To many of the high school archers who competed Saturday, archery is about more than just the final score.
“One of the best things about archery is that you get to spend time with your friends and get to meet new people,” Seymour senior John Barrett said.
Barrett was among the 24 archers and three alternates from Seymour who attended Saturday’s National Archery in the Schools Program’s World Tournament at the Kentucky Expo Center in Louisville.
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“We’ve started friendships, kids that would have never talked to each other in the halls at school are best friends now, and it’s all because we’re together,” said Jill Purkhiser, head coach of the Seymour High School team.
The athletes competing use the Mathews Genesis Bow, a compound bow that requires a maximum of 20 pounds of force to draw the bow.
“This bow makes it so anybody can compete, and more than that, they all compete on the same level with the same scoring and goals. How many sports can say that?” Purkhiser said. “We have kids that have physical disabilities that will never be able to compete in other sports, but they are a part of the team here.”
Assistant coach Drew Purkhiser, Jill’s son, said that is one of the things he admires about the NASP sports competitions. He likes the camaraderie and the mental rigor of the sport.
“Archery is definitely a mental sport. It requires a lot of focus, but it also helps develop focus,” Drew said. “We have teachers comment that kids who have attention and focus issues that joined the team begin to develop the ability to stay tuned into one thing.”
Drew said that is because of the minute detail-oriented aspects of the sport. The smallest changes in movements, such as being even a few centimeters off in release position or releasing too quickly or too slowly, all have a compounded effect on the results and the location of the arrow’s final point.
“Aim small, miss small,” Barrett said, citing an old shooting adage meaning focus on a smaller location meant that even if it missed, it would only miss by a small amount.
“I think I did good this time because I remembered to focus and take my time,” Seymour junior Abby Wiggam said.
Competition for the students involved eight rounds — four at 10 meters with one unscored practice round and another set of four rounds at 15 meters.
During each round, students took turns firing a total of five arrows at a target.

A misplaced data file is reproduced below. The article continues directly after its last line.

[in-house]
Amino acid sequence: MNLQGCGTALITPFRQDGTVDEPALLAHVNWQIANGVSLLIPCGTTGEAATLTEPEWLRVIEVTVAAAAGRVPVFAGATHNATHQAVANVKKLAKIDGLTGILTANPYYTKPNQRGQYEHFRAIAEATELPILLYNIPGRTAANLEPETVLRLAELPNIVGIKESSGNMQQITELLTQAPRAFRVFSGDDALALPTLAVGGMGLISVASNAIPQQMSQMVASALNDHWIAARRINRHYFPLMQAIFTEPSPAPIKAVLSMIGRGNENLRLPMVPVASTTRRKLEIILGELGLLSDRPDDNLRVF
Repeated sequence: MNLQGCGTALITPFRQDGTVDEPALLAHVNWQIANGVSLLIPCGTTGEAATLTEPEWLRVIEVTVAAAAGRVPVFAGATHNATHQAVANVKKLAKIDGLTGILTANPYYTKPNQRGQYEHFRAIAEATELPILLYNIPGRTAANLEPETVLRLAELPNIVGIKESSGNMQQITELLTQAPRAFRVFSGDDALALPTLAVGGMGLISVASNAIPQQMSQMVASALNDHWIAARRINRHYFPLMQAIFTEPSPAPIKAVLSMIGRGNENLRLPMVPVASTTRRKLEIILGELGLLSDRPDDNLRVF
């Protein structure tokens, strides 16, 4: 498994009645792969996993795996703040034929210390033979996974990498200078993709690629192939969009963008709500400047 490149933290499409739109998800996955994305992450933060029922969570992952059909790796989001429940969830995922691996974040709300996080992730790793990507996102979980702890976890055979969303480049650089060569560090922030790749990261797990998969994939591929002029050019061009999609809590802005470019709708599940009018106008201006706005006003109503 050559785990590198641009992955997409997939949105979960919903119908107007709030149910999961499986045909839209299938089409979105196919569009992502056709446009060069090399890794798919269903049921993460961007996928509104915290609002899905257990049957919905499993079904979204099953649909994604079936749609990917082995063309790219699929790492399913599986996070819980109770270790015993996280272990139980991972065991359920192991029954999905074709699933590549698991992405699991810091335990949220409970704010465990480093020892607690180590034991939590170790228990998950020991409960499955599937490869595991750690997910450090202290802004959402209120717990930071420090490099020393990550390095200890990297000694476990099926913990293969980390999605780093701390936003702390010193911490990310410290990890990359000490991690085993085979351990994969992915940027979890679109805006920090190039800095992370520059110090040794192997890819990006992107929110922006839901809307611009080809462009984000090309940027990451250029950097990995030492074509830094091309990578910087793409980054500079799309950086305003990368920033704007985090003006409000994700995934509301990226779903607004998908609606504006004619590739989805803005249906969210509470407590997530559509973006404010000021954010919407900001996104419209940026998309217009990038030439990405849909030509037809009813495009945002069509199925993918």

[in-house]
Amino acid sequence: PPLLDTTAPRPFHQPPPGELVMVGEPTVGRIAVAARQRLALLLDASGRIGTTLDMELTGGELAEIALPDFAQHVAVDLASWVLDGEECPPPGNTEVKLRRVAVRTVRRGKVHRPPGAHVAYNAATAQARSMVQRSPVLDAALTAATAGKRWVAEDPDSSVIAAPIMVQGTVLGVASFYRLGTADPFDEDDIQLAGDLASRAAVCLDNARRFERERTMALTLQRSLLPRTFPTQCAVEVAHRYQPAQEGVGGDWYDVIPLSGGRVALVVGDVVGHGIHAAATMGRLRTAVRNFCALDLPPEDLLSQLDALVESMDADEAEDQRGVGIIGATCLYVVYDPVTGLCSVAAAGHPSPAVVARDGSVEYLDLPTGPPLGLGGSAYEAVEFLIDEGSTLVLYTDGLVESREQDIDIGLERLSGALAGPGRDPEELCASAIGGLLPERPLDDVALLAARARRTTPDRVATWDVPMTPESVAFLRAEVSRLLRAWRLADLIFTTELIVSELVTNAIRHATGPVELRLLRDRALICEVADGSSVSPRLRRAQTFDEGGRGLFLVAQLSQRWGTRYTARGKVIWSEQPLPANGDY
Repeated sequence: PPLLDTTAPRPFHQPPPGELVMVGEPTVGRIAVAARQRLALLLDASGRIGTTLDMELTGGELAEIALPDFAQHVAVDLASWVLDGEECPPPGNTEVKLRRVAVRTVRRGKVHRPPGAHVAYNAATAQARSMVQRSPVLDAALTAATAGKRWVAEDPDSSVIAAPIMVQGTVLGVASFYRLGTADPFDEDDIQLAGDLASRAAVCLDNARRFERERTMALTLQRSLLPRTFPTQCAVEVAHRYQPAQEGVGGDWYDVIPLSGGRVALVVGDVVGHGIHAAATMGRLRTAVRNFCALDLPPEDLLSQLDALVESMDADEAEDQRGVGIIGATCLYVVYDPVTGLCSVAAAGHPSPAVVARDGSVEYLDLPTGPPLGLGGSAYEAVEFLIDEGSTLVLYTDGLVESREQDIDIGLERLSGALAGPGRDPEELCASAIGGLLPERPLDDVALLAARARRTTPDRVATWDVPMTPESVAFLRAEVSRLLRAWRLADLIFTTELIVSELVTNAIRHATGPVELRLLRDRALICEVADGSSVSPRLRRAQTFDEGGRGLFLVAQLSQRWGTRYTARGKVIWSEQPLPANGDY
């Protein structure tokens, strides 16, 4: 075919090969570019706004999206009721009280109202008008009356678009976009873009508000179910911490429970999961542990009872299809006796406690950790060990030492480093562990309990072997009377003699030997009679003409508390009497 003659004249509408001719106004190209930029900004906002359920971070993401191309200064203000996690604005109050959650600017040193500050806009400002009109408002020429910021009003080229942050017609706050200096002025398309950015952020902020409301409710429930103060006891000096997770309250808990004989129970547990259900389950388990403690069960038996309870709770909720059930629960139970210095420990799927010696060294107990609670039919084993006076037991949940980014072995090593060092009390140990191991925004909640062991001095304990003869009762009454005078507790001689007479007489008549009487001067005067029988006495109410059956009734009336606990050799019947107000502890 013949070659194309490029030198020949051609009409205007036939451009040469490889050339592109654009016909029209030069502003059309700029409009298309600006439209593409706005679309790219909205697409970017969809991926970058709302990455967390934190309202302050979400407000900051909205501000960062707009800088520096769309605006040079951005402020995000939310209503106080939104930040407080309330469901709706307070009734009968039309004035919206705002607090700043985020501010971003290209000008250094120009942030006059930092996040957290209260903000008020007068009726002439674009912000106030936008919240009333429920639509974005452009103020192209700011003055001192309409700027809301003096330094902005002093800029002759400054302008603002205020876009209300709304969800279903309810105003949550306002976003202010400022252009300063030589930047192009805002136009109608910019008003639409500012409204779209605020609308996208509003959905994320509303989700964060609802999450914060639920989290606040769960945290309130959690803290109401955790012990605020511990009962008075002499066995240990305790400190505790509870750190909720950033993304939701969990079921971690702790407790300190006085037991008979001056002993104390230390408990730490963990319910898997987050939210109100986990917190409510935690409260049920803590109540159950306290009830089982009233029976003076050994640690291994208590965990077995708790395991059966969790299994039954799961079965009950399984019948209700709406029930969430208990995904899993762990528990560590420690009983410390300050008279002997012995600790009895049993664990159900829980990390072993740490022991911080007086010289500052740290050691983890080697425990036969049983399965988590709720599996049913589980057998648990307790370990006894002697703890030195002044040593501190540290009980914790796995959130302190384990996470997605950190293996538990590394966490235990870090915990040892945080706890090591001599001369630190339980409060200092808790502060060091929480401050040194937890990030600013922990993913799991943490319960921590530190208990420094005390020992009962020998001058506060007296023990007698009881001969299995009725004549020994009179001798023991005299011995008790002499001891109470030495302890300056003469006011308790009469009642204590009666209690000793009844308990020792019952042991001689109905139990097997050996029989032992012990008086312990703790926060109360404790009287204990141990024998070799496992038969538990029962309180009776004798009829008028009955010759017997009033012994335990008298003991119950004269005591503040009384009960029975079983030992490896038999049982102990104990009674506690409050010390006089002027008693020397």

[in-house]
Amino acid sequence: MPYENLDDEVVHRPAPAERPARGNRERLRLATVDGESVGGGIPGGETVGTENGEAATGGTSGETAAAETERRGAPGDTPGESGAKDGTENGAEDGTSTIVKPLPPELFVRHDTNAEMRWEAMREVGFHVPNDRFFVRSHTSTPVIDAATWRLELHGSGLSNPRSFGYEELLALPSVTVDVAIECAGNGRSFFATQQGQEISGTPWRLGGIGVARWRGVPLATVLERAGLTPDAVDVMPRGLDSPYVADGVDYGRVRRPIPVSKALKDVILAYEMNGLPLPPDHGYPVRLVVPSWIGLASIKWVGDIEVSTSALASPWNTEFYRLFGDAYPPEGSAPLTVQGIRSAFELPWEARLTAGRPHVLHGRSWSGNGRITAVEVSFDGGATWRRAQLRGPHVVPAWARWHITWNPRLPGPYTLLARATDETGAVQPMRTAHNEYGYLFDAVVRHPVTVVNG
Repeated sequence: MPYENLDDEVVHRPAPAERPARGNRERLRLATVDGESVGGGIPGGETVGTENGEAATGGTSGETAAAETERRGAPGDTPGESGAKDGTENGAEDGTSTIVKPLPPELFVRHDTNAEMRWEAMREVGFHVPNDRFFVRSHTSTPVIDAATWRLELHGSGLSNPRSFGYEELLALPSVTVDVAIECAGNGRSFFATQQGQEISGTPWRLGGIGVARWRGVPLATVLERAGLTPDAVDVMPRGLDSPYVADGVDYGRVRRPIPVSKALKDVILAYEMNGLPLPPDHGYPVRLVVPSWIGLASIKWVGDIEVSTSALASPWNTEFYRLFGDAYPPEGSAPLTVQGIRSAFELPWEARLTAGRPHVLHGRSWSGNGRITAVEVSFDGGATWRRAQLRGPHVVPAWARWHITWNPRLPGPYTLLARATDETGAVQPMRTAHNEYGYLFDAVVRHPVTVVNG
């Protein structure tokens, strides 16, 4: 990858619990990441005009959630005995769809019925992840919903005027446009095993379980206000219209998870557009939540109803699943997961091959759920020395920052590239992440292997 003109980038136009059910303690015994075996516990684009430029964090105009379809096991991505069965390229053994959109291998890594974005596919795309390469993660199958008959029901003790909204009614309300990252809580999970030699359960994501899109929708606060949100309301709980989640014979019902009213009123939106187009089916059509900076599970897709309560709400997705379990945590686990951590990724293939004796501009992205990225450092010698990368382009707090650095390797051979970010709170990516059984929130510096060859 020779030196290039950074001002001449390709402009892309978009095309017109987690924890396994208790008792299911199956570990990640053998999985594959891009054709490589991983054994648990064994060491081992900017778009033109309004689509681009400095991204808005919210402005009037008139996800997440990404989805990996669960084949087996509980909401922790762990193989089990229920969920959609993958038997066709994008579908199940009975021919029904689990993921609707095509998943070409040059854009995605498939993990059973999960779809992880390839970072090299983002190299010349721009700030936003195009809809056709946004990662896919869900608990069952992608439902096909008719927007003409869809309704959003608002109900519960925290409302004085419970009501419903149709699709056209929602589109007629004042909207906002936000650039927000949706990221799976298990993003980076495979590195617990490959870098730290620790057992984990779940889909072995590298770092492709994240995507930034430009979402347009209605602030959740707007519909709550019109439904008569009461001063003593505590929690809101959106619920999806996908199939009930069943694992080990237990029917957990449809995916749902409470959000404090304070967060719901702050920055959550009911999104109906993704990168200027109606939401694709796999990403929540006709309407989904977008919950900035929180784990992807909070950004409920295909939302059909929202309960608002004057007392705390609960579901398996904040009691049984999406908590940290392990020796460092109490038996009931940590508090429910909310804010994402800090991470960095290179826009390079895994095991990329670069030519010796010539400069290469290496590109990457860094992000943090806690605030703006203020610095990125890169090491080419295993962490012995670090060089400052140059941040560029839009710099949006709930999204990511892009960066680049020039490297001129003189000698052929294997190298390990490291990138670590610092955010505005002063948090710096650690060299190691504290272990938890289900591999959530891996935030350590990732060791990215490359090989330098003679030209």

Scoring starts at 10 points for the center ring of the target and decreases one point for each subsequent ring moving outward, meaning a perfect overall score would be 300. Purkhiser said that has never been shot at an official tournament.
The archers are paired with an opposing team to provide pressure and a challenge.
“It’s always great to get matched with a rival school, and you’re just going back and forth point for point,” Barrett said.
“I like that we get to shoot with all kinds of people, but it was nice to get to shoot with Jennings County. They’re fun and very competitive,” Wiggam said.
That competitive rivalry has been one that has carried on throughout the season in local tournaments and meets.
“I think I did pretty good in no small part because my partner for the shoot was very encouraging,” said Levi Croquart, a sophomore at Seymour.
Jennings County archers also sent a team of 24 to the world tournament. The two teams squared off at a level they had never faced each other before.
Bruce Rennemeier, head coach of Jennings County, said he felt the same as Jill Purkhiser.
“We did very well this time, better than we have ever done. Everyone improved,” he said. “Archery is for kids that need something to do to motivate them to stay in school. It keeps their grades up and shows that they have a place they belong.”
Jennings County senior Justin Gasper said he shot a personal-best 293 at the world tournament.
“I thought I was doing well, but I had to keep control of what was going on in my head,” he said.
In the end, Seymour’s final score placed them at 35 out of 88 high schools, while Jennings County placed 10th.
But in the end, archery meant more to those involved than just that.
“We’ve gotten better every time we shoot,” Jill Purkhiser said. “In three years, we’ve improved so much.”
For many of the shooters, the stability and focus on discipline and stillness are what make the difference.
“In the end, I didn’t know what my score was going to be, but I know it’s just as much about family as it is abut shooting,” Croquart said. “It’s about the connections.”